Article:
Wendy Hundley of The Dallas Morning News had a fascinating story on her hands: two teen-aged daughters were found shot to death and their father was considered the most likely culprit. Here's how Hundley explained the possible motives for the murders:
Police provided no clues about the motive for the killings. "There are several things we're looking into," said Irving police Officer David Tull, noting that the suspect faces capital murder charges.
Officer Tull said there have been some "domestic issues" with the family, but he did not elaborate.
Police did say they are looking into the possibility that the father was upset with his daughters' dating activities.
Several paragraphs down, readers learn that the family was Muslim. That's a possible clue about the motive for the killing, but only one. As Rod "Friend of this Blog" Dreher wrote, readers would have been well served if they had been given other clues:
Like, what? Were they dating non-Muslims? Were they behaving in any way that fits the well-established "honor killing" pattern we've seen among some Muslim communities in the West?
I agree with the implied first part of Dreher's analysis. Was there a religious angle to the killings? What type of Muslims are the Said family? Where are they from? There are basic journalistic facts missing.
Sure, reporters feel uncomfortable posing these kinds of questions to their interview subjects. Whenever I have asked people about their religion and whether they attend service, I often got either an initial blank stare or a shifting of the feet.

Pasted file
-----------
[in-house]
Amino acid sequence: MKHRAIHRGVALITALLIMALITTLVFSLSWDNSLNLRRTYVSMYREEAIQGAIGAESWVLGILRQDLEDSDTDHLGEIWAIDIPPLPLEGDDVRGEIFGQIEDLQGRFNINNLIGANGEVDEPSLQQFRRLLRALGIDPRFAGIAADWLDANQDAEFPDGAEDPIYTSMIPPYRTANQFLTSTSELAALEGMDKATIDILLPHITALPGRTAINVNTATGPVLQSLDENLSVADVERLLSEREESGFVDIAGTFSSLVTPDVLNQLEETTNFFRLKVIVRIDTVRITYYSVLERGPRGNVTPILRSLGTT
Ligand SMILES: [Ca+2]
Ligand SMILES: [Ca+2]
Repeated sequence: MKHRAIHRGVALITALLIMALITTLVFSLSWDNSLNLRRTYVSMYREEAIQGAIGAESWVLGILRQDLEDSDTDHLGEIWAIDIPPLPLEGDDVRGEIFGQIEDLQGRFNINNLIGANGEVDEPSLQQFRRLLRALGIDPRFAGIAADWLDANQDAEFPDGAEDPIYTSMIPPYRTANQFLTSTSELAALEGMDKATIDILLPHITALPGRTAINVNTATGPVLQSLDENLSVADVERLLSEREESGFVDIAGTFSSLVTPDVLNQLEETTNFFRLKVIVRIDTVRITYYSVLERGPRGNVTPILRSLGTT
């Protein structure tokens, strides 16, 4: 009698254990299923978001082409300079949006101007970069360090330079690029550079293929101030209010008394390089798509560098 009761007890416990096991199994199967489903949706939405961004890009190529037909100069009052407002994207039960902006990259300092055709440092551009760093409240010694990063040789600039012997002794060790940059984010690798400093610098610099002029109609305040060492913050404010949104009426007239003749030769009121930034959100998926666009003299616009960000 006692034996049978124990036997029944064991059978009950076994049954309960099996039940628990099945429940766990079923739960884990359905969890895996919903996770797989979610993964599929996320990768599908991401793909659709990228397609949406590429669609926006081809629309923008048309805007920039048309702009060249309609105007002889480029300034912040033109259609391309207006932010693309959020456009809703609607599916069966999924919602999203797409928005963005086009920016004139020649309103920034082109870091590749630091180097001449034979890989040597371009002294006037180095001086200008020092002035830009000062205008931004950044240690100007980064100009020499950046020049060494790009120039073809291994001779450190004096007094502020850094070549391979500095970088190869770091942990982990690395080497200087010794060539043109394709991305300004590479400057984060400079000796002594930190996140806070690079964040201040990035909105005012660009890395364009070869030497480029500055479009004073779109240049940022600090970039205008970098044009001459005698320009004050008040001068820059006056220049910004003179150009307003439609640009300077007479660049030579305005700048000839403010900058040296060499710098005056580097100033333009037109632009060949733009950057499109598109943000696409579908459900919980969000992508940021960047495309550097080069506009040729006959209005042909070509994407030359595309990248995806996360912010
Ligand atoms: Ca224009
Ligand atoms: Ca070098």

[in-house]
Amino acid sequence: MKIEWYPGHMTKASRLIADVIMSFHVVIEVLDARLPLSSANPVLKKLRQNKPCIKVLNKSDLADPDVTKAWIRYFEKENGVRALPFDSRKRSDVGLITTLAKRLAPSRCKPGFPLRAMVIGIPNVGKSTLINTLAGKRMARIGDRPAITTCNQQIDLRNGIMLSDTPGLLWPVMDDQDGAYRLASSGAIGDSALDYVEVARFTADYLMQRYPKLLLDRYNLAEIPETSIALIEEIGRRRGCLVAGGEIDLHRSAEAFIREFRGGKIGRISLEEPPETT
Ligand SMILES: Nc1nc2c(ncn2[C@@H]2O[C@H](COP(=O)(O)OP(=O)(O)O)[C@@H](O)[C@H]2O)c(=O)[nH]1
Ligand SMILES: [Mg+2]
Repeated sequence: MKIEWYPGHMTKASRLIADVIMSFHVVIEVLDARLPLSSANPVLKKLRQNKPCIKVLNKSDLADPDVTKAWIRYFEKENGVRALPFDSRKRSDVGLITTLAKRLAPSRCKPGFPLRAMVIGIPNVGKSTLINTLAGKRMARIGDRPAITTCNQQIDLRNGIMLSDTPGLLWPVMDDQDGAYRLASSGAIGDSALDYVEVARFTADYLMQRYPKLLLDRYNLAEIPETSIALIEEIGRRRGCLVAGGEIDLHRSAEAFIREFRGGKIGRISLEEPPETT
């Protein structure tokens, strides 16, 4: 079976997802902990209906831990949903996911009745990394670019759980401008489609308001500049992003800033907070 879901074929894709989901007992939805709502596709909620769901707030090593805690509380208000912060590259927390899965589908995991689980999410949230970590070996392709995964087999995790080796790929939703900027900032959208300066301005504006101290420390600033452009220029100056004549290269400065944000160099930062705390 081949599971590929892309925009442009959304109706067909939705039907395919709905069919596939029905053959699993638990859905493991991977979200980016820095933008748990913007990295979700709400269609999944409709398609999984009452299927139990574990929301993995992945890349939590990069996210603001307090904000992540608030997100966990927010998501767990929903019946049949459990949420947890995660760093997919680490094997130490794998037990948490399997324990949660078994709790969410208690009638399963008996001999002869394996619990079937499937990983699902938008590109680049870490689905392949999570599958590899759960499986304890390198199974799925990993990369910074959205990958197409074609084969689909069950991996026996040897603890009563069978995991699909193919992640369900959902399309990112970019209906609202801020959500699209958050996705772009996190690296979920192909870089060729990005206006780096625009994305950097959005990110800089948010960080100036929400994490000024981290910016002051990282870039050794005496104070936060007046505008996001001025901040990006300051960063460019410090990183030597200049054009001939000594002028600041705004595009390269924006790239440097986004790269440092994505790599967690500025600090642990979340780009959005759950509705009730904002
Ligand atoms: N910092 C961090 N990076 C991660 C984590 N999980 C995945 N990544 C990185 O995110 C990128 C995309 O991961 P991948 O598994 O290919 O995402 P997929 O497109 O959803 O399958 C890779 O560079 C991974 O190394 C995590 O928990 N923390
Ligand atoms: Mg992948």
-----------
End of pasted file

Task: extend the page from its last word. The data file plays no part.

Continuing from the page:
But they are critical questions. Two young girls are dead, and their father may have killed them. Does a reporter's discomfort really outweigh his or her search for the truth? (Then again, the reporter might not have considered asking for information about the family's religion, which is whole another problem.)
But I disagree with the second part of Dreher's analysis. It is unrealistic to expect a reporter on the crime beat to know about rather exotic tribal and religious customs. As someone who covered crime for two newspapers in the Bay Area, I know that determining motive is the least important part on a breaking story.
It is realistic, however, to expect editors and publishers to provide training about the various customs of groups in the community. And if reporters asked interview subjects consistently about their religious status, readers would be a lot better off.